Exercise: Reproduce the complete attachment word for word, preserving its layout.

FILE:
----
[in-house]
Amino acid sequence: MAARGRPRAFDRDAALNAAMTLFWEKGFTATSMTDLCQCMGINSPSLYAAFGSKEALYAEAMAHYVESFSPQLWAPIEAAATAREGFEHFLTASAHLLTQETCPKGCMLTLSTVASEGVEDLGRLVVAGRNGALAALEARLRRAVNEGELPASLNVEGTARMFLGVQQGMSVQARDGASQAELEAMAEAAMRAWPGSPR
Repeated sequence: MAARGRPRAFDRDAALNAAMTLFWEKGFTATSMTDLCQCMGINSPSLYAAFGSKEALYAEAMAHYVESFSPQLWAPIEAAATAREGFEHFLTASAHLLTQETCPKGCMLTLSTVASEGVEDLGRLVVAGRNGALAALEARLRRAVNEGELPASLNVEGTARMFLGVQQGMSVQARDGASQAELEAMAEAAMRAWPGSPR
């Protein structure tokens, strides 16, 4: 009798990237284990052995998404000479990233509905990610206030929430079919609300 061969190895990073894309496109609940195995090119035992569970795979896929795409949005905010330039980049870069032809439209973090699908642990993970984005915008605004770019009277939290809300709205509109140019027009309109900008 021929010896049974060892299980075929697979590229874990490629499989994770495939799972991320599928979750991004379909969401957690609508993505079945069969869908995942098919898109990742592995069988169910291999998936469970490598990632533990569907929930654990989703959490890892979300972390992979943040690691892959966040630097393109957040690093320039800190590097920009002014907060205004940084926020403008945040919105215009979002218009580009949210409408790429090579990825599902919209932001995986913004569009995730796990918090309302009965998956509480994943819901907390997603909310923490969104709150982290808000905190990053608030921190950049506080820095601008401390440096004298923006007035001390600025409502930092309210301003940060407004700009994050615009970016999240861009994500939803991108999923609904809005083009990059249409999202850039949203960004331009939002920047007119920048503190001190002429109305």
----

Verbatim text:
[in-house]
Amino acid sequence: MAARGRPRAFDRDAALNAAMTLFWEKGFTATSMTDLCQCMGINSPSLYAAFGSKEALYAEAMAHYVESFSPQLWAPIEAAATAREGFEHFLTASAHLLTQETCPKGCMLTLSTVASEGVEDLGRLVVAGRNGALAALEARLRRAVNEGELPASLNVEGTARMFLGVQQGMSVQARDGASQAELEAMAEAAMRAWPGSPR
Repeated sequence: MAARGRPRAFDRDAALNAAMTLFWEKGFTATSMTDLCQCMGINSPSLYAAFGSKEALYAEAMAHYVESFSPQLWAPIEAAATAREGFEHFLTASAHLLTQETCPKGCMLTLSTVASEGVEDLGRLVVAGRNGALAALEARLRRAVNEGELPASLNVEGTARMFLGVQQGMSVQARDGASQAELEAMAEAAMRAWPGSPR
């Protein structure tokens, strides 16, 4: 009798990237284990052995998404000479990233509905990610206030929430079919609300 061969190895990073894309496109609940195995090119035992569970795979896929795409949005905010330039980049870069032809439209973090699908642990993970984005915008605004770019009277939290809300709205509109140019027009309109900008 021929010896049974060892299980075929697979590229874990490629499989994770495939799972991320599928979750991004379909969401957690609508993505079945069969869908995942098919898109990742592995069988169910291999998936469970490598990632533990569907929930654990989703959490890892979300972390992979943040690691892959966040630097393109957040690093320039800190590097920009002014907060205004940084926020403008945040919105215009979002218009580009949210409408790429090579990825599902919209932001995986913004569009995730796990918090309302009965998956509480994943819901907390997603909310923490969104709150982290808000905190990053608030921190950049506080820095601008401390440096004298923006007035001390600025409502930092309210301003940060407004700009994050615009970016999240861009994500939803991108999923609904809005083009990059249409999202850039949203960004331009939002920047007119920048503190001190002429109305």